The one damper on the scene is Delphine, who stops by to talk to Cosima really quickly before going again. She doesn't have to go - Cosima says that they set her a plate - but she knows her clock is ticking. Nealon might be dead, but if neolution really is everywhere, then her time is almost up. So she uses to it to do what matters. She tells Cosima that she loves her and that she loves all of her sisters. She says goodbye. And, in return, Cosima forgives her for the past season of hurt and mistrust. She apologizes for asking Delphine to make really hard decisions and then for blaming her for them.

But it's not enough. Delphine leaves, after one last heartbreaking line, and goes to finish her business. She also goes to see Shay, apologizes for her terror act, and just tells the truth. She won't stand between Shay and Cosima anymore. She thinks Shay should tell Cosima the whole truth now. And she even gives Shay a card with Cosima's clone number on it. Who is Shay really? At least now we know that Delphine trusts her...

Then Delphine goes back to DYAD, but before she's even out of the parking lot, she hears the steps behind her, turns, and faces her attacker. We never get to see who it is, but she does, and she dies (presumably) with a bullet to the heart.

Goodbye, Delphine. You're amazing and your hair was always on point. I'll miss your terrifying pragmatism and willingness to be ruthless when needed. But most of all I'll miss the clones having someone like you watching over them.

Back with Rachel in her creepy room, things get even weirder. The door opens and Charlotte comes in. Since we last saw Charlotte with her mother, Marion Bowles, this is distressing. Is Marion a secret neolutionist?

And then Charlotte tells Rachel that "you're my new mommy," and that's somehow even worse. I guess Marion is out of the picture. Instead, Rachel gets the shock of a lifetime as the second person through the door is none other than Susan Duncan, her mother. So this should be a totally not bizarre and terrifying family reunion, right?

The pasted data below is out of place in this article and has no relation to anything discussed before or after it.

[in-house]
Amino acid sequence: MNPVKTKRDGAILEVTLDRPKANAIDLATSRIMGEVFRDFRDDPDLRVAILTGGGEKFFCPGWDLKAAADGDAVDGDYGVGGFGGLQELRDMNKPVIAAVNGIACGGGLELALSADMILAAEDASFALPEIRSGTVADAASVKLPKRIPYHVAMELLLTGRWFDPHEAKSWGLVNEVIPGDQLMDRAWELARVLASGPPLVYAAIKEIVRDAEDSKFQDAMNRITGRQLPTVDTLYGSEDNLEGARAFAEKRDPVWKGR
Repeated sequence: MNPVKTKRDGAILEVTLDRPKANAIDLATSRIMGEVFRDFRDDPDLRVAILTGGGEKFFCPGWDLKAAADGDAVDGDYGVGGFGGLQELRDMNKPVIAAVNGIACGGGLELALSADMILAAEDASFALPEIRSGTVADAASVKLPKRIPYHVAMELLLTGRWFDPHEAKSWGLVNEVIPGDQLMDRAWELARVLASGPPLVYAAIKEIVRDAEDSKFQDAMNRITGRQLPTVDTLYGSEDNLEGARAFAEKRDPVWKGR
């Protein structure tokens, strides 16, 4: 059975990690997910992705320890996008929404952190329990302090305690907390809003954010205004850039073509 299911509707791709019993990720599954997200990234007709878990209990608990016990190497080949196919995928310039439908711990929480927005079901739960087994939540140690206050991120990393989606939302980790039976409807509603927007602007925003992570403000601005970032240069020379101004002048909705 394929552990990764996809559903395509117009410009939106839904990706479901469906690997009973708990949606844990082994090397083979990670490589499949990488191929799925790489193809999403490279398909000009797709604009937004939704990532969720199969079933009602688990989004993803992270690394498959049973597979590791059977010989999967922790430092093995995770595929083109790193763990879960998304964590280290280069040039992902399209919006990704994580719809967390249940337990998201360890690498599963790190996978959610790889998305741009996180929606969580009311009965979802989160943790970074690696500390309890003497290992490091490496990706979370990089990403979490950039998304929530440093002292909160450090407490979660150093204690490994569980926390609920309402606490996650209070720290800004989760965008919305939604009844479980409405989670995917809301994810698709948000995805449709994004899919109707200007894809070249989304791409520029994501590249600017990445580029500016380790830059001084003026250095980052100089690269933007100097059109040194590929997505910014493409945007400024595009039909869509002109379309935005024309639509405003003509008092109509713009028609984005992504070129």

Finally, we actually do get a not bizarre and not terrifying family reunion when Sarah and Mrs. S bring Kendall to Iceland. Cal's contacts can keep her safe there, and this gives her the chance to meet Kira, her granddaughter/niece. Everyone is all smiles, but the best moment is the one where Sarah just flings herself off her snowmobile to get to Kira, then lies in the snow with her, too happy to even move.

Considering that Sarah used to be the kind of mum who would ignore her daughter just to get some petty revenge, this is a huge change. And a welcome one. You know that old saying that you find out who you are in hot water? You either become hard, like an egg, or soft, like a potato? Well Sarah has proven once more that she gets soft, and I'm so grateful for it.

This might be the end of this season of Orphan Black, my dear sweet chickadees, but I think we can all agree that this show is going to be around for a long time to come.


*Dr. Leekie stated in the first season that he thought the ideal human would have blonde hair and one white eye. Rachel already had blonde hair - which was dyed - and now she has the white eye too. Interesting and probably not a coincidence. But I think the really compelling bit is how this calls into question why Rachel's hair is blonde. We figured before that it was a mark of her superiority over her fellow clones. But that might not be it. Maybe it's blonde because of Leekie? Just a thought, but a really intriguing one.

7 comments:

  1. Sarah Manning is no Walter White - she's grown and changed into a woman capable of bringing together the people she loves, forgiving them and loving them

    Equally importantly, accepting and earning forgiveness *from* them. (Something we also don't really see with the Walter Whites and Gregory House's of the world). I like how it's about both the giving and taking of emotional qualities, not just one-way streets of redeemers or redeemees. If that makes any sense at all, which I'm not sure it does reading it back. Let's say mutually supporting growth.

    I was a little apprehensive at first because I worried that Helena might have oversold their connection, built it up in her head, and that when she finally saw Jesse again he was going to be weirded out by her or dismissive or something bad.

    So had I. I was even afraid of it without worrying about Jesse being mean, because Jesse wouldn't have to be mean to think of it as just a brief connection with a weird girl lonelier than she was letting on. But it's wonderful either way.

    And wonderful that now her update is her real life, instead of an imaginary one cobbled together from the lives of her sisters. Although I can't help wondering how much of it Jesse believes.

    After they get her situated in a safehouse that Art found, covered in creepy plastic sheeting and all prepared in case they have to destroy a dead body

    I'm afraid to ask if that's how they phrased it to Kendall. I'm afraid mostly because the I'd have to decide whether I hope they did or didn't.